Diabetes, Advanced Glycation, and Tendinopathy
Introduction: Diabetes mellitus is a major risk factor for tendon pain, injury, and pathology. Surprisingly, tendon problems persist in diabetic patients with superior blood glucose control (HbA1c<6.5), suggesting that alternative mechanisms contribute to this problem. Advanced glycation end products (AGEs) have been implicated in several diabetes-related complications, but their role in diabetic tendon pathology has not fully been explored. To expand our understanding of AGE-mediated tendon pathology, the following five studies were completed.
Study 1: Streptozotocin-induced diabetes alters transcription of multiple genes necessary for extracellular matrix remodeling in rat patellar tendon. RNA was isolated from the patellar tendon of non-diabetic (control, n=9), 1-week diabetic (acute, n=8), 10-weeks diabetic (chronic, n=7), and insulin treated 10-weeks diabetic (insulin, n=8) rats. Determination of mRNA transcripts was completed using droplet digital PCR (ddPCR). Our findings indicated that STZ-induced diabetes results in rapid and large changes in the expression of several genes that are key to extracellular matrix (ECM) remodeling, maintenance, and maturation.
Study 2: Advanced glycation end products suppress mitochondrial function and proliferative capacity of Achilles tendon-derived fibroblasts. Using an in vitro cell culture system, rat Achilles tendon fibroblasts were treated with glycolaldehyde-derived AGEs (0, 50, 100, and 200μg/ml) for 48 hours in normal glucose (5.5mM) and high glucose (25mM) conditions. Our findings demonstrate that tendon fibroblasts treated with AGEs display reduced ATP production, electron transport efficiency, and proliferative capacity. These impairments were coupled with alterations in mitochondrial DNA content and expression of genes associated with ECM remodeling, mitochondrial energy metabolism, and apoptosis.
Study 3: Descriptive transcriptome analysis of tendon derived fibroblasts following in vitro exposure to advanced glycation end products. Rat Achilles tendon fibroblasts were treated with glycolaldehyde-derived AGEs (200μg/ml) for 48 hours in normal glucose (5.5mM) conditions. Total RNA was isolated and the PolyA+ library was sequenced. We demonstrate that tendon fibroblasts treated with 200μg/ml of AGEs differentially express 2,159 gene targets compared to fibroblasts treated with an equal amount of bovine serum albumin (BSA)-Control. Our findings suggest that AGEs disrupt the tendon fibroblast transcriptome on a large scale and that these pathways may contribute to the development and progression of diabetic tendinopathy.
Study 4: Evaluation of tendon healing in a mouse model of elevated serum advanced glycation end products following tendon injury. Mice received daily BSA-Control or AGE-BSA injections (200μg/ml) for two weeks prior to creation of a tendon injury in the central third of both patellar tendons. Animals assigned to an exercise group began a moderate treadmill protocol (13 meters/min, five days/week, five weeks) one week following injury and all animals continued to receive injections until termination. We demonstrated that based on our injection dose and schedule, that serum AGEs are significantly elevated to ~200μg/ml, levels that are typically seen in type II diabetic patients. Additionally, a main effect for AGEs was observed in genes related to cell proliferation (Mybl2), mitochondrial function (Bcs1l), and growth factors (Fgf2). However, moderate treadmill exercise did not alter gene markers, such as Ctgf and Fgf2, which are makers of a tendon healing response. Our findings suggest that AGEs modulate tendon gene expression following patellar tendon injury, with no effect of moderate treadmill exercise.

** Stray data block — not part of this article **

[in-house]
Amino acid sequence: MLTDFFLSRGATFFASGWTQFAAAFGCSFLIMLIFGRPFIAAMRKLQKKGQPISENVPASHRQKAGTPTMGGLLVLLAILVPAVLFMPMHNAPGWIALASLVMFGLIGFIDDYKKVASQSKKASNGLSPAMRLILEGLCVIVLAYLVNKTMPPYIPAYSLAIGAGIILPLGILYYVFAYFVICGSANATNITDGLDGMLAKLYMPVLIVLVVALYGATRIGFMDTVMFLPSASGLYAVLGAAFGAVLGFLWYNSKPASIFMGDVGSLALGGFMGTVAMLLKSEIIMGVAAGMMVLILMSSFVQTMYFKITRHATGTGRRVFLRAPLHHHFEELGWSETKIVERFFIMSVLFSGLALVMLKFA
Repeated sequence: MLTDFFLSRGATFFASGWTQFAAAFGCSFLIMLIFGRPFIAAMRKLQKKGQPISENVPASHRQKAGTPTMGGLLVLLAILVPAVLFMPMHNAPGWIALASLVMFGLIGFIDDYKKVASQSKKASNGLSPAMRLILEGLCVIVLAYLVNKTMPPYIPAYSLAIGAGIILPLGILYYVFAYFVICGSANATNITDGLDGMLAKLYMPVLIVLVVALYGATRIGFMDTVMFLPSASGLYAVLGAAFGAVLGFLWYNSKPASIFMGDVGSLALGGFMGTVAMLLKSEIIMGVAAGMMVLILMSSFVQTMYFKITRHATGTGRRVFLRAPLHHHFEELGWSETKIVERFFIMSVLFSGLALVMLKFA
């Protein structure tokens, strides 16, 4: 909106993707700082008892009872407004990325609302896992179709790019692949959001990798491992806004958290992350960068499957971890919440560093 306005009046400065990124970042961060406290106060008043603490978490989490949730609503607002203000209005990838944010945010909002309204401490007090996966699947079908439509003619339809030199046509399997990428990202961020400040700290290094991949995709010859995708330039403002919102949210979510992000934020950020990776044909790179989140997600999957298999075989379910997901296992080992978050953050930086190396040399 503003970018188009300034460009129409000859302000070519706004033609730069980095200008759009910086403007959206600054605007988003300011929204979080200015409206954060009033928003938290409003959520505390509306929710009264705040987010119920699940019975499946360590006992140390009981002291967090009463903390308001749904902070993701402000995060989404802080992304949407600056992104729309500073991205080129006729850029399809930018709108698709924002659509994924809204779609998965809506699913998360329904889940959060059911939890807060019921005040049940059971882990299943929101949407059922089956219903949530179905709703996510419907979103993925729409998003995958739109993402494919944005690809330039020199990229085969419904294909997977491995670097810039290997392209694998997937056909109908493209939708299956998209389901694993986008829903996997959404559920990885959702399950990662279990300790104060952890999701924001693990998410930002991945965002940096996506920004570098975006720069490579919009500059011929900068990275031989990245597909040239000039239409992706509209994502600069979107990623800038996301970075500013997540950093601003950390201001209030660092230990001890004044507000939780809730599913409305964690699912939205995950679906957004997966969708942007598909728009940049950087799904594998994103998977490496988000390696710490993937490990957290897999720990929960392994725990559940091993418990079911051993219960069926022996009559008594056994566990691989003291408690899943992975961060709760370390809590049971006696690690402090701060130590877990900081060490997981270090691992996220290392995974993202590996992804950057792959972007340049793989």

Study 5: Serum levels of advanced glycation end products and their relationship to patellar tendon properties in diabetes. Subjects (n=32) from a full spectrum of diabetes status, including no history of diabetes were recruited for a cross-sectional study. A fasted blood sample was collected and magnetic resonance imaging (MRI) of the knee was completed. Both current HbA1c and previous diagnosis was used to stratify collected data. Additionally, a full correlation matrix of all measured variables was created to establish relationships that could be used to predict tendon pathology in diabetes. Our findings demonstrate that diabetes is associated with smaller patellar tendon dimensions, which is in disagreement with the literature. Further, we show that changes to body weight normalized (BWN) tendon cross-sectional area (CSA) occur independent of circulating Nε-(carboxymethyl)lysine (CML) levels. These new data suggest that alternative mechanisms contributing to tendon pathology in diabetes deserve attention.